The AIGA wages a war against complacency with its "Get Out the Vote" campaign.
The freedoms we're af-forded in the United States are unparalleled by any other democracy in the world, and being an American means many things to many people.
Our nation is based on fundamental rights: freedom of speech, freedom to practice the religion you choose and freedom to exercise your constitutional right to vote. Unfortunately, many Americans take a complacent stance when it comes to casting their ballots come election time. This presidential campaign year, the American Institute of Graphic Arts (AIGA) hopes to make converts out of voting slackers.
The start of the campaign trail
In months leading up to the November election, the AIGA will blanket the country with vibrant, poignant and, hopefully, inspirational posters all espousing the message, "Get Out the Vote."
"The design profession has not been actively involved in the political process since the 1960s," notes Deb Aldrich, AIGA's director of corporate partnerships. "We want this grass-roots campaign to stimulate thinking about issues that define our world."
Inspiring people to "think" may seem an undaunting task, but with the average American bombarded with print propaganda and in-your-face advertising every day, creating an attention-demanding poster campaign re-quired cutting-edge design, crisp copy and a trusty medium.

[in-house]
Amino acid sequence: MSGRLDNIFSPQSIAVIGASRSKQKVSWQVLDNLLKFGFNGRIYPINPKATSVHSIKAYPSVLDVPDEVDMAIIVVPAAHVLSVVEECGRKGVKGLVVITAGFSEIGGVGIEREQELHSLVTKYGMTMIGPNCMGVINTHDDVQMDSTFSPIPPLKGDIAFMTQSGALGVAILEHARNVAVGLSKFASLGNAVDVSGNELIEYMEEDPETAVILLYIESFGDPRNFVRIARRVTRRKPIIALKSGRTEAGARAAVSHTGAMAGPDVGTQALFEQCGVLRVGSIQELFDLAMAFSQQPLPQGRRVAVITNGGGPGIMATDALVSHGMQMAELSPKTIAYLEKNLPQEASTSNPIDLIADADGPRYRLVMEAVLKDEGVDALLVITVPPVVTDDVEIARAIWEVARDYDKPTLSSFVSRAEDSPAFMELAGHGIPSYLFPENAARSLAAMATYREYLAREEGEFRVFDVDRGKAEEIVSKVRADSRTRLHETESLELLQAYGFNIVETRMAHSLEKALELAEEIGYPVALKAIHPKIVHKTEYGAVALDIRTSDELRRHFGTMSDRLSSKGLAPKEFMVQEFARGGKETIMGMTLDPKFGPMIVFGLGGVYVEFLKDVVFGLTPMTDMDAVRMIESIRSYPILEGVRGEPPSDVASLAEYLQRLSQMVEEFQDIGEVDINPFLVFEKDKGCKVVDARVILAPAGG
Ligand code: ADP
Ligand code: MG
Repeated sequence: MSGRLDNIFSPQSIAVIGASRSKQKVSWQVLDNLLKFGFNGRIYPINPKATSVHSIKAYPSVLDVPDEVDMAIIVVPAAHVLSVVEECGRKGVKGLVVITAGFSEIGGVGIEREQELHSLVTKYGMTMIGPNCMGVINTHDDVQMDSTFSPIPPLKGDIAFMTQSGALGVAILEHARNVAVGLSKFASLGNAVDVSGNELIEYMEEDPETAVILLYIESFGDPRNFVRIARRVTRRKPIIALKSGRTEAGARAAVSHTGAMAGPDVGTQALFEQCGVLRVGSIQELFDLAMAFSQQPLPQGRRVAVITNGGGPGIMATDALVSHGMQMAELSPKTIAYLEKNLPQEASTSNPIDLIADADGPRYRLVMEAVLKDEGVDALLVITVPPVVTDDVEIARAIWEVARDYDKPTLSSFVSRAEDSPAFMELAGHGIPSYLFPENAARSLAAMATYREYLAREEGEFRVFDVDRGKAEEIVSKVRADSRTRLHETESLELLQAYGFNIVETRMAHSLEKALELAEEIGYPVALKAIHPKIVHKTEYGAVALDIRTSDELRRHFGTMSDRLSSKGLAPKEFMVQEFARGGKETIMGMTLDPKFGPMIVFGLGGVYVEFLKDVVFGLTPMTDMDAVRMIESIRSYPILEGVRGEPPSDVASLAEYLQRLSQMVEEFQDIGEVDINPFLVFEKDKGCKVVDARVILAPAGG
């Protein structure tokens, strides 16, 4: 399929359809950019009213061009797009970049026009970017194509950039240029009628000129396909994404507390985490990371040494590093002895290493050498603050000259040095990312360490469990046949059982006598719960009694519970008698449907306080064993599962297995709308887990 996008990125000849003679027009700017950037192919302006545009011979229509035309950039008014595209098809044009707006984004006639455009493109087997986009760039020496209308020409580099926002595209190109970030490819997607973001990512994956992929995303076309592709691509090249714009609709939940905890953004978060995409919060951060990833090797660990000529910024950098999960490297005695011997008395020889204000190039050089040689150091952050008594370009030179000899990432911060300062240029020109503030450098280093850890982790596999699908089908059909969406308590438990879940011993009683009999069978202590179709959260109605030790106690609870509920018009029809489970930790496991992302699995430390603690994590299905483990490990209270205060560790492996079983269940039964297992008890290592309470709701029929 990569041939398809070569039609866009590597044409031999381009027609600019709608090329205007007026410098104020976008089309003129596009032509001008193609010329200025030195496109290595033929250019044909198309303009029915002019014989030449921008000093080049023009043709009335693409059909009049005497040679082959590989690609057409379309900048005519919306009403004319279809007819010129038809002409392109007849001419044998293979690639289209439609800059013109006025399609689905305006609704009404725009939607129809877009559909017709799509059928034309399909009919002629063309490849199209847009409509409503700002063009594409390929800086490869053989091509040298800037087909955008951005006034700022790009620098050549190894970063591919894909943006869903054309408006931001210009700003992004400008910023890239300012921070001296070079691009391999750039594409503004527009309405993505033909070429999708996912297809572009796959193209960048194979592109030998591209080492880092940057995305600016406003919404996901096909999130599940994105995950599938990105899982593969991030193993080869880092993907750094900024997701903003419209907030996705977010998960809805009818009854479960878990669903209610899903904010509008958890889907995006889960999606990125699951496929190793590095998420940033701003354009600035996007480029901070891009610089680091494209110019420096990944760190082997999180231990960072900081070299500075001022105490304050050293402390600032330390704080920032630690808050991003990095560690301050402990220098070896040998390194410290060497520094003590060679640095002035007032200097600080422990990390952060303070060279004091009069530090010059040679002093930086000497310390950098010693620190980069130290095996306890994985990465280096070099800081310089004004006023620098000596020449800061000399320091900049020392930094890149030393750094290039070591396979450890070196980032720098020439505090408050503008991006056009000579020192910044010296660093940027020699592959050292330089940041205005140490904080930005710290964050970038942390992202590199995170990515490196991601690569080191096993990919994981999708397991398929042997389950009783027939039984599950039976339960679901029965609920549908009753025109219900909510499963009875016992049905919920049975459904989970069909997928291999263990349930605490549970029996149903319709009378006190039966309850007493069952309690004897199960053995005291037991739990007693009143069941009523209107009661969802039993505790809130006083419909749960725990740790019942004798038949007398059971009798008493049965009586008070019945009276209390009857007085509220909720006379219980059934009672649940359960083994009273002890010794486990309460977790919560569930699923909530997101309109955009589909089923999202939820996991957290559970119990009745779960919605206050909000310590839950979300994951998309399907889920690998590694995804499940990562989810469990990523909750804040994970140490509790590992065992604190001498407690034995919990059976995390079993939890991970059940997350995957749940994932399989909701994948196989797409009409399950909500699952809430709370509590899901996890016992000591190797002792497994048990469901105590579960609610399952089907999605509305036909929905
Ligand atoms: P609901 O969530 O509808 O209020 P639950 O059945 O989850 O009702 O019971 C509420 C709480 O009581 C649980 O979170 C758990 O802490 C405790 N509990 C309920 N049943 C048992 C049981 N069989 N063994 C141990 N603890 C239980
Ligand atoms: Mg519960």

The AIGA's organization is 15,000 strong, with 44 chapters spread across the land. When the group's board initiated the campaign, they turned to their members—and to their members' suppliers—to put the wheels in motion. Each of the 44 chapters was charged with selecting a local designer, each of whom would design a 2x3-ft. poster that best represented the campaign's theme. Graphic artists Robin Raye, Seattle; Jennifer Sterling, San Francisco; Steve Liska, Chicago; Charles Spenser Anderson, Minneapolis; D.J. Stout, Austin, TX; and Stephen Doyle, New York City, signed on to lend a hand to the cause.